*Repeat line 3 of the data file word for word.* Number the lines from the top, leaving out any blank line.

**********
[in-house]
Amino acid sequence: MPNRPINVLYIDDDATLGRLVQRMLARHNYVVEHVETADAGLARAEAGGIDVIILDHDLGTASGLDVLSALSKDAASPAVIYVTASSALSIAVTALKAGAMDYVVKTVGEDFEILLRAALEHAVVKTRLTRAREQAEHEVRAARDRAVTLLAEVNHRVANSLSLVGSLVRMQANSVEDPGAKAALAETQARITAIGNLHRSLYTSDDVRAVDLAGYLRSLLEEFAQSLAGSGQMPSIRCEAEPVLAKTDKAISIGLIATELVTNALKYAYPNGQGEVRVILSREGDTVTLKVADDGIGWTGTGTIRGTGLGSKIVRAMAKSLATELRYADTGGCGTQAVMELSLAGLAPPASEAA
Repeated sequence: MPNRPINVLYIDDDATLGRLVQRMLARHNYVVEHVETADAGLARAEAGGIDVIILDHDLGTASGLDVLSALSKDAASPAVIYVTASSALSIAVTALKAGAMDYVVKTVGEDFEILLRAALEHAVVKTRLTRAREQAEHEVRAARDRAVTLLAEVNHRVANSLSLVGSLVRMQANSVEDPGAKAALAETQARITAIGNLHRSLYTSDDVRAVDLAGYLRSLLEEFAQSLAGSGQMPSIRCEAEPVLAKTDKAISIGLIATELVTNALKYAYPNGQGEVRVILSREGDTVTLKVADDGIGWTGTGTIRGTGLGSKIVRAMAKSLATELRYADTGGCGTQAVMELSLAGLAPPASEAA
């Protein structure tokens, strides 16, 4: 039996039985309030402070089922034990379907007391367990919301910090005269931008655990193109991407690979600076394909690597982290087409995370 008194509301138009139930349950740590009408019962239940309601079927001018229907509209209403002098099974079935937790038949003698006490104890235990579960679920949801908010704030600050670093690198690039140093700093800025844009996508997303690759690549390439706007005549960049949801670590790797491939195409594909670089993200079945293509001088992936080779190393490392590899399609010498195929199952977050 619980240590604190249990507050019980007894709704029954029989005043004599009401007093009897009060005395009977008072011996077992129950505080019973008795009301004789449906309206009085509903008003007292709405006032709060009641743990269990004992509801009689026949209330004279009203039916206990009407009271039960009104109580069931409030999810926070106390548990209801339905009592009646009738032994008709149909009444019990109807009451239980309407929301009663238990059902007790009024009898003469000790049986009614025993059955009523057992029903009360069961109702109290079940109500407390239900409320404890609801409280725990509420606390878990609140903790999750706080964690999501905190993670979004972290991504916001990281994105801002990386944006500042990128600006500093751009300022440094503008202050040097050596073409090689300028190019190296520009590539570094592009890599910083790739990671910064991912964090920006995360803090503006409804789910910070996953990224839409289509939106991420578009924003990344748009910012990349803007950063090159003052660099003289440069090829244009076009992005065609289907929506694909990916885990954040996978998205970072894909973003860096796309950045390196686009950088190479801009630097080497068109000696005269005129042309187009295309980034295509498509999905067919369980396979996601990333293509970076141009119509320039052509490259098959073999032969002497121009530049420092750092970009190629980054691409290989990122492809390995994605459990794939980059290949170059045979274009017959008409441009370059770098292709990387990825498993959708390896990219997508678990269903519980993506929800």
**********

Repeated sequence: MPNRPINVLYIDDDATLGRLVQRMLARHNYVVEHVETADAGLARAEAGGIDVIILDHDLGTASGLDVLSALSKDAASPAVIYVTASSALSIAVTALKAGAMDYVVKTVGEDFEILLRAALEHAVVKTRLTRAREQAEHEVRAARDRAVTLLAEVNHRVANSLSLVGSLVRMQANSVEDPGAKAALAETQARITAIGNLHRSLYTSDDVRAVDLAGYLRSLLEEFAQSLAGSGQMPSIRCEAEPVLAKTDKAISIGLIATELVTNALKYAYPNGQGEVRVILSREGDTVTLKVADDGIGWTGTGTIRGTGLGSKIVRAMAKSLATELRYADTGGCGTQAVMELSLAGLAPPASEAA